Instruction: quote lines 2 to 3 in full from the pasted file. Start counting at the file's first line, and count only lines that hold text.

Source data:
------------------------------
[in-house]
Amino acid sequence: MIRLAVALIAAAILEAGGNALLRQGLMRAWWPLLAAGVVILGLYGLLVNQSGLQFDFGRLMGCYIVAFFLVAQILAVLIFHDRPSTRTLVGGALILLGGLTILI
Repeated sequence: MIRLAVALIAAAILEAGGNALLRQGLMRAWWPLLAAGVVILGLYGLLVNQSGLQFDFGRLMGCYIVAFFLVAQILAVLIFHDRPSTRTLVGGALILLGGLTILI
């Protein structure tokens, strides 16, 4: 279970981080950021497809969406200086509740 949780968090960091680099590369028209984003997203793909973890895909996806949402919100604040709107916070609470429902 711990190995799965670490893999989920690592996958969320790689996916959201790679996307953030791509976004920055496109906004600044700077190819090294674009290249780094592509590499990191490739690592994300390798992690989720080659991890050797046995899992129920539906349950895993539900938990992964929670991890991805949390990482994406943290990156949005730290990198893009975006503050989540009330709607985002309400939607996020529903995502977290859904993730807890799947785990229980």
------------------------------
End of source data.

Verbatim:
Amino acid sequence: MIRLAVALIAAAILEAGGNALLRQGLMRAWWPLLAAGVVILGLYGLLVNQSGLQFDFGRLMGCYIVAFFLVAQILAVLIFHDRPSTRTLVGGALILLGGLTILI
Repeated sequence: MIRLAVALIAAAILEAGGNALLRQGLMRAWWPLLAAGVVILGLYGLLVNQSGLQFDFGRLMGCYIVAFFLVAQILAVLIFHDRPSTRTLVGGALILLGGLTILI